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I am a mathematician and I'm wondering how the ancient Greek called a compass and a straightedge and how would you pronounce this in English?

I know that today they are called κανόνας (kanónas) and διαβήτης (diavítis).

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    "Compass and straightedge" is a modern characterization of the constructive nature of Euclid's Elements. He doesn't actually speak in those terms in the text. For instance, he talks about straight lines (as opposed to "lines" meaning curves), but he doesn't talk about the actual physical, practical tool for drawing them.
    – user3597
    Nov 23, 2021 at 21:58
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    @BenCrowell. The question was not actually about Euclid’s usage (Euclid in any case discusses at a purely abstract level and does not talk about tools). The classical terms for “compass” and “straightedge” are well attested in ancient authors, as any dictionary will confirm.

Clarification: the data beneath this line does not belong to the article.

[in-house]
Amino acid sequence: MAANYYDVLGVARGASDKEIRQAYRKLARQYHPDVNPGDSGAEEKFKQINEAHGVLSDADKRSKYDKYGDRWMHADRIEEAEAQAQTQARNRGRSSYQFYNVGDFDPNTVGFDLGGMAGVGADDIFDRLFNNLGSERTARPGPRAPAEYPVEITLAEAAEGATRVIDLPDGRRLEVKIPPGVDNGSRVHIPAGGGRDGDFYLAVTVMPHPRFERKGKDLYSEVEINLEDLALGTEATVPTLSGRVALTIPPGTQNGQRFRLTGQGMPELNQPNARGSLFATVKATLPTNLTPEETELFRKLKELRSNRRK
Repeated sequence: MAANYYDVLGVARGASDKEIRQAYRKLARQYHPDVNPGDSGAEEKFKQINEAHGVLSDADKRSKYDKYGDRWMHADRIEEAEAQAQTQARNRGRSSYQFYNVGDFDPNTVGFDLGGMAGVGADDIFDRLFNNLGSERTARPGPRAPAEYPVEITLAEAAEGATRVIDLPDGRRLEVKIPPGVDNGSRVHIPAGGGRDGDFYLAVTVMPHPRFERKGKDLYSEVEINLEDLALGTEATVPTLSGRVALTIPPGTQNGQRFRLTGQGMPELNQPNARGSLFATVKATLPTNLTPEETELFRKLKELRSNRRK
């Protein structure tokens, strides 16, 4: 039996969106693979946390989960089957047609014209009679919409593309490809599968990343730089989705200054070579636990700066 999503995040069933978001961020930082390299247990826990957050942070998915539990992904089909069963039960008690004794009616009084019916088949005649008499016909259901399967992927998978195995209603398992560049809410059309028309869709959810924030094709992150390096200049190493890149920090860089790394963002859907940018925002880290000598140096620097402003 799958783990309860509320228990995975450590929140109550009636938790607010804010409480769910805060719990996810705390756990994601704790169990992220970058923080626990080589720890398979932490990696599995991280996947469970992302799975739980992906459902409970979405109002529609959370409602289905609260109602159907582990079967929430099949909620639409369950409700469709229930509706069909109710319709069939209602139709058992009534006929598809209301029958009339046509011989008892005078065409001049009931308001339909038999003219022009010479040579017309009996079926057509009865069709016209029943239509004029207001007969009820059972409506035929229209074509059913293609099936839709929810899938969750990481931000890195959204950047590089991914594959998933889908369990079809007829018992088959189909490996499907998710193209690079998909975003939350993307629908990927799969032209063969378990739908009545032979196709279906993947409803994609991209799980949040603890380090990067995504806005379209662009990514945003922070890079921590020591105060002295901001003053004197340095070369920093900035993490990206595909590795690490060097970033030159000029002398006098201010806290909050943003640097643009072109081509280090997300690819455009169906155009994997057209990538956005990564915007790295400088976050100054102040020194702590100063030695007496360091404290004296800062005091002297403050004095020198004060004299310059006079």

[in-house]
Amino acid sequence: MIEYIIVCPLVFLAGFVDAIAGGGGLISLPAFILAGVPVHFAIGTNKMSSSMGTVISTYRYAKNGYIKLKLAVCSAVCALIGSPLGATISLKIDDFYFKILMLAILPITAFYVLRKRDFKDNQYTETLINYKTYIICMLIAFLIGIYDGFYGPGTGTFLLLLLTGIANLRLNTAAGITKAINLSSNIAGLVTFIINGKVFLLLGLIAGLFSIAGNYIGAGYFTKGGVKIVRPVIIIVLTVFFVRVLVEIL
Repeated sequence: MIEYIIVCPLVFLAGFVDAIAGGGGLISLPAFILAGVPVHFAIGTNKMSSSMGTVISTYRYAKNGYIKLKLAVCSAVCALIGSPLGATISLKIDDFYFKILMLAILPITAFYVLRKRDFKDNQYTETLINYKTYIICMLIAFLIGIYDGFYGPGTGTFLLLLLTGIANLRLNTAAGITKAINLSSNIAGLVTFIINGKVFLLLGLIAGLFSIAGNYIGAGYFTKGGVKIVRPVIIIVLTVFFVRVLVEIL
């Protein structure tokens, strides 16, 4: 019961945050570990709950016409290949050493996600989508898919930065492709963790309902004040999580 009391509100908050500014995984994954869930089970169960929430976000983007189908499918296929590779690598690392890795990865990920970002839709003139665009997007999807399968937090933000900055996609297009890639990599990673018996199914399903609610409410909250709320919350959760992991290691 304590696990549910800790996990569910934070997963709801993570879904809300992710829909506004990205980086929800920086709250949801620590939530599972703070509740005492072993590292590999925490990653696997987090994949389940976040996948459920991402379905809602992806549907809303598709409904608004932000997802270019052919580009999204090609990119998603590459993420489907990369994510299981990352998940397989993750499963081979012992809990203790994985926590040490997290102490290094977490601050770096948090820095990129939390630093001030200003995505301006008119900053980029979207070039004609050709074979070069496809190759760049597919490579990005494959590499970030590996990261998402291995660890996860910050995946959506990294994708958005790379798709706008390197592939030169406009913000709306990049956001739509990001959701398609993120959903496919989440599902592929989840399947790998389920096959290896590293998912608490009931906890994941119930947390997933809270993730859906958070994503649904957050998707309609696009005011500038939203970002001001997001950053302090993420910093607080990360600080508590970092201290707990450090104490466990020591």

– fdb
    Nov 25, 2021 at 16:18

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Straightedge = κανών /kanoːn/

Compass = διαβήτης /diabeːteːs/

These are etymologically the same as English “canon” and “diabetes” (the disease) respectively, so if you want an “English” pronunciation just follow that of the two English words.

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